The Quietus - A new rock music and pop culture website

Features

Spool's Out: Cassette Reviews For April By Tristan Bath
Tristan Bath , April 14th, 2020 08:03

Tristan Bath brings you his monthly roundup of cassette tapes, finding domestic bliss (and terror), purpose-built for self-isolation with a disinfected walkman

Like some of the other tapes in this month’s column, the music of Home Baker finds itself appropriately inspired by the domestic world – a limbo we’re all stuck in for the meantime, it would seem. But while it gets grey and weird for Hannya White, impressionistic for M-G Dysfunction and outright psychedelic for Morast and his machines, Austin-based artist Home Baker builds a comforting soundtrack for – and from – home.

Walter Nichols (half of Emme, a delightful pop duo well worth checking out while we’re at it) seems to have created his solo project during those in-between moments of the baking process (look, he’s from Austin, so of course he’s making bread, get over it).

The music here is a cuddly and cosy scrapbook of matter, lovingly pasted together. The plinky tones of an ageing piano are sampled into a pulse on the eponymous opening track, while myriad synth voicings throw bubbly melodies in from all sides, slowly. Sampled voices feature too, of the sort that could come from a YouTube clip, looping idly away from a laptop somewhere in the kitchen.

The music’s simply overflowing with good vibes, usually only found in such a copious offering in the waiting room of a Nintendo console. The longer-form ‘Liquid Levain’ sprinkles creeping saxophone mumblings below its psychedelic flower petals that blossom around the track. ‘I Will’ keeps the chorus of sax in hand, but adds more cutting and pasting to fit in a bunch of beats, vocal snippets, and a (synthetic?) bagpipe, resembling East Coast foundational folktronica outfit The Books.

Stages feels irrevocably linked to the process that produced it – with bread slowly proving in the corner of a sunlit kitchen, Nichols clasps his saxophone in front of his laptop on the counter. Patience, comfort, and a sense of domestic bliss seep out of these tracks. Definitely a good soundtrack for self-isolation.

This trio of improvisers from Dublin invoke a kind of mystical horror normally only dripped into my skull by the grain, paint-red blood, and dodgy dubbing of 70s horror flicks. Zeropunkt fit in well with the often creepy, sometimes noisy, always intriguing world of Dublin imprint Fort Evil Fruit.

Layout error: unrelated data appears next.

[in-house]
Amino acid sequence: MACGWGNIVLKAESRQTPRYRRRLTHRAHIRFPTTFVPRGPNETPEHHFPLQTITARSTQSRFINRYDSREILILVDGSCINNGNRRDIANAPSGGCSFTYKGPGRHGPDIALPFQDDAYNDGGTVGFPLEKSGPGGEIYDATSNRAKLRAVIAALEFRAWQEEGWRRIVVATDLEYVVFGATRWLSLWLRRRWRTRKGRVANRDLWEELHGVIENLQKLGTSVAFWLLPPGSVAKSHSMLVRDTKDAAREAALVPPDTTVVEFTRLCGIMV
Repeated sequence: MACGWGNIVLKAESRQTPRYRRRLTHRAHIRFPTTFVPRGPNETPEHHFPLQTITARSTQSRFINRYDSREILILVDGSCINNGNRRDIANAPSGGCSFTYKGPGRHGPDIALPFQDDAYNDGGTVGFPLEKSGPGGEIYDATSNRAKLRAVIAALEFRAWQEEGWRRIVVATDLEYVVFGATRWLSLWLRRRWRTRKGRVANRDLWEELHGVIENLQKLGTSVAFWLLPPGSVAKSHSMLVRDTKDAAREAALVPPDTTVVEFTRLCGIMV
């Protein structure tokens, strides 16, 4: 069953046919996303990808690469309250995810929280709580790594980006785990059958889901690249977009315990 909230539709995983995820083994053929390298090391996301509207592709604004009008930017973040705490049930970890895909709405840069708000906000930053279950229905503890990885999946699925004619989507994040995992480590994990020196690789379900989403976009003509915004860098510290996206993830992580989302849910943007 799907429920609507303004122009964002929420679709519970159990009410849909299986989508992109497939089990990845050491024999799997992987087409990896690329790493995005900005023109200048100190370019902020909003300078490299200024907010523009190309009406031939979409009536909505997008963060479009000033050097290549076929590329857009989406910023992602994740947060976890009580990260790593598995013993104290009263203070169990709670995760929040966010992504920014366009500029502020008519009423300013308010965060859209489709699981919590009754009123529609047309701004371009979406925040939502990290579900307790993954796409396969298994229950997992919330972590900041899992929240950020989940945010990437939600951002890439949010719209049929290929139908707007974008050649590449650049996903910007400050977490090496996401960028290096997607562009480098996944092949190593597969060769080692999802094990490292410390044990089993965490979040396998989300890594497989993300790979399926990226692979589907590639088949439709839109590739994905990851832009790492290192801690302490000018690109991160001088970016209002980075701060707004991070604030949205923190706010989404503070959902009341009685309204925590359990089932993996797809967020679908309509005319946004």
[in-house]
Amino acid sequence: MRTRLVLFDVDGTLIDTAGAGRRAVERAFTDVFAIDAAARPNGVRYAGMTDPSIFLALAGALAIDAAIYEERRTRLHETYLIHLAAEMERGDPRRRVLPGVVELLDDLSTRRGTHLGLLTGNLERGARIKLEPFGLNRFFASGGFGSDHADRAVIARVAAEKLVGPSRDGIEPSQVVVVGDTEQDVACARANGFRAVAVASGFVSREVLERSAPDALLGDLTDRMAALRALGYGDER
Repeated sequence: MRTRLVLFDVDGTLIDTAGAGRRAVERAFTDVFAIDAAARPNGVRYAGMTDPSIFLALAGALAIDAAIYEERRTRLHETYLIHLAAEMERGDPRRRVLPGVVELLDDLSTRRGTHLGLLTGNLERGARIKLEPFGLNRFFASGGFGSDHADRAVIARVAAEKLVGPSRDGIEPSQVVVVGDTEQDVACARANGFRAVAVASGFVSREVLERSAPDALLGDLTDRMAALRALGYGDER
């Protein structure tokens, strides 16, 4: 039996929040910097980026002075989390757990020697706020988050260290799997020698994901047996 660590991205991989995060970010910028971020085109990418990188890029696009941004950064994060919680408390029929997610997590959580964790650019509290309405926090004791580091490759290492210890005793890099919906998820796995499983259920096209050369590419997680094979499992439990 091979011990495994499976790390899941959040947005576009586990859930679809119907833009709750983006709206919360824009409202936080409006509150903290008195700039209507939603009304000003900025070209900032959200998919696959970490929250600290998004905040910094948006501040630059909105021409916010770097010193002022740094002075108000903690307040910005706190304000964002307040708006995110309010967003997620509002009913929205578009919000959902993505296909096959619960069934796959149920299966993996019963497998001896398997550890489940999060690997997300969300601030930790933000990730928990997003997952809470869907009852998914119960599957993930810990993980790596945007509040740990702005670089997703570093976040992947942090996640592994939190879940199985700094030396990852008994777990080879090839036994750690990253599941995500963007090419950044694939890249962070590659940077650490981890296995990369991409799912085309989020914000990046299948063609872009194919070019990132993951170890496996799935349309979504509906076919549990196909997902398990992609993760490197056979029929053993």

Throughout the opening track, ‘I Only Want To Be With You’, a distorted organ crawls ahead like a growing patch of damp, while wandering bass and drums eerily fail to fall into step. The organ gets swapped for sax on track two, this house-of-horrors tour building in energy. Things get more abstract on ‘Luxury Junk’, with the random wobble of bass replaced by stream-of-consciousness strands of synth noise. The trio move in thoroughly mysterious ways – sax encased in a lick of echo, drums skittering away in the corner, bass or synths mumbling along incoherently.

The likes of Sun Ra’s Strange Strings, or Sun City Girls’ 330,003 Crossdressers From Beyond The Rig Veda have touched upon similar fertile ground. Located between mystical horror, soundtrack aping, free jazz and no wave fumbling, such experiments in letting go and embracing one’s inner demon seem always to yield intensely psychedelic results, just like Zeropunkt on Future Perfect Continuous. This apocalypse we’re in sure is weird, so this makes an apt backing for watching it all unfold.

The quivering and gutted techno of Morast feels more like a cyborg mashup or human-computer collaboration than the work of a “producer”. The absorbing results of Morast’s process have their roots in the Austrian artist’s jams with his own Pure Data patch, aiming – at first – to build techno. The flaws in the programme wound up sapping up his attention though, with Morast ultimately branching out with his setup and software, diverting down noisy passages which have lead him away from the main dancefloor and into that odd space at the back of the proverbial club, where they never bother even listing who’s playing. Check out the endearingly titled ‘Drink From Your Own Liquids Until You Suffocate’, where a booming kick tries to pummel its way through a feedback lattice of static humming, never managing to loop but remaining thoroughly loopy. This is an exchange between a machine (dance music) and its demonic master (Morast), like a Boston Dynamics automaton dog being prodded by a broom.

Though based in improvisations and brimming with rhythmic tension, the music leans, above all, on its vigorous and lo-fi sound. The title track yearns to live – like a lightless room opening up before one’s eyes as you get used to the dark. Dull kick-thuds underpin synthesized lines unfurling around their note, while dissonant pads amass like storm clouds and buzzes and beeps encircle the stereo space, as if Morast’s machines are trying to make direct contact with the listener. It’s a statement by an artist feeling their way around an odd little system of their own making, pushing away techno tropes and ushering in as many spontaneous and thought-provoking inquiries into rhythm and colour as possible. The result lingers far more than expected, and this feels like the beginning of an experiment far too compelling to give up on any time soon. (Nudge nudge, Morast.)